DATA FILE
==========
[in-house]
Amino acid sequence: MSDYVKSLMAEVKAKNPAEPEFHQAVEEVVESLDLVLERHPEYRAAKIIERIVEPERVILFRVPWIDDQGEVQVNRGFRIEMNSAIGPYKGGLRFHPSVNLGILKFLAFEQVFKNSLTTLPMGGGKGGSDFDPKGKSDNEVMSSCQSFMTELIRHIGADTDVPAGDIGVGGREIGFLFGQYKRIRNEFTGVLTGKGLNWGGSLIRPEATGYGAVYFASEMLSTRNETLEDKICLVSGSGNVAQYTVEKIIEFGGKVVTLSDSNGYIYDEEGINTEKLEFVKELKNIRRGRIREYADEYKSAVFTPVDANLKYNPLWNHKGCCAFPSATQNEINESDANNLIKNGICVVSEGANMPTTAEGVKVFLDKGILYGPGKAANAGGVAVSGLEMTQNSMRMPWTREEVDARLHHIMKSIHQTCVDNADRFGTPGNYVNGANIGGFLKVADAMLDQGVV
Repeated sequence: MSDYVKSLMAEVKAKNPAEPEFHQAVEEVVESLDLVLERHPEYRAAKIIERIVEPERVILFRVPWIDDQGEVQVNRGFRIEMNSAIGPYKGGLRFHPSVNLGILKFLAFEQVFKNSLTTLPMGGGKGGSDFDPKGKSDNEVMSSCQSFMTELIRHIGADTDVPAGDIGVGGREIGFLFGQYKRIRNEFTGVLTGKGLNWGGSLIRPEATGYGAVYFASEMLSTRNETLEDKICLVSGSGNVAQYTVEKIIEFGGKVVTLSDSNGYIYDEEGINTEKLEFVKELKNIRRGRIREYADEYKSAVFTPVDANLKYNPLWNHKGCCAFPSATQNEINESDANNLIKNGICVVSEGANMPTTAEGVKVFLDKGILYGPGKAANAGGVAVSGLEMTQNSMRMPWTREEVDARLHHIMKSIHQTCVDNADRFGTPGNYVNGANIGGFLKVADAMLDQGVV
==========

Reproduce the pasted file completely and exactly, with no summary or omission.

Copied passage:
[in-house]
Amino acid sequence: MSDYVKSLMAEVKAKNPAEPEFHQAVEEVVESLDLVLERHPEYRAAKIIERIVEPERVILFRVPWIDDQGEVQVNRGFRIEMNSAIGPYKGGLRFHPSVNLGILKFLAFEQVFKNSLTTLPMGGGKGGSDFDPKGKSDNEVMSSCQSFMTELIRHIGADTDVPAGDIGVGGREIGFLFGQYKRIRNEFTGVLTGKGLNWGGSLIRPEATGYGAVYFASEMLSTRNETLEDKICLVSGSGNVAQYTVEKIIEFGGKVVTLSDSNGYIYDEEGINTEKLEFVKELKNIRRGRIREYADEYKSAVFTPVDANLKYNPLWNHKGCCAFPSATQNEINESDANNLIKNGICVVSEGANMPTTAEGVKVFLDKGILYGPGKAANAGGVAVSGLEMTQNSMRMPWTREEVDARLHHIMKSIHQTCVDNADRFGTPGNYVNGANIGGFLKVADAMLDQGVV
Repeated sequence: MSDYVKSLMAEVKAKNPAEPEFHQAVEEVVESLDLVLERHPEYRAAKIIERIVEPERVILFRVPWIDDQGEVQVNRGFRIEMNSAIGPYKGGLRFHPSVNLGILKFLAFEQVFKNSLTTLPMGGGKGGSDFDPKGKSDNEVMSSCQSFMTELIRHIGADTDVPAGDIGVGGREIGFLFGQYKRIRNEFTGVLTGKGLNWGGSLIRPEATGYGAVYFASEMLSTRNETLEDKICLVSGSGNVAQYTVEKIIEFGGKVVTLSDSNGYIYDEEGINTEKLEFVKELKNIRRGRIREYADEYKSAVFTPVDANLKYNPLWNHKGCCAFPSATQNEINESDANNLIKNGICVVSEGANMPTTAEGVKVFLDKGILYGPGKAANAGGVAVSGLEMTQNSMRMPWTREEVDARLHHIMKSIHQTCVDNADRFGTPGNYVNGANIGGFLKVADAMLDQGVV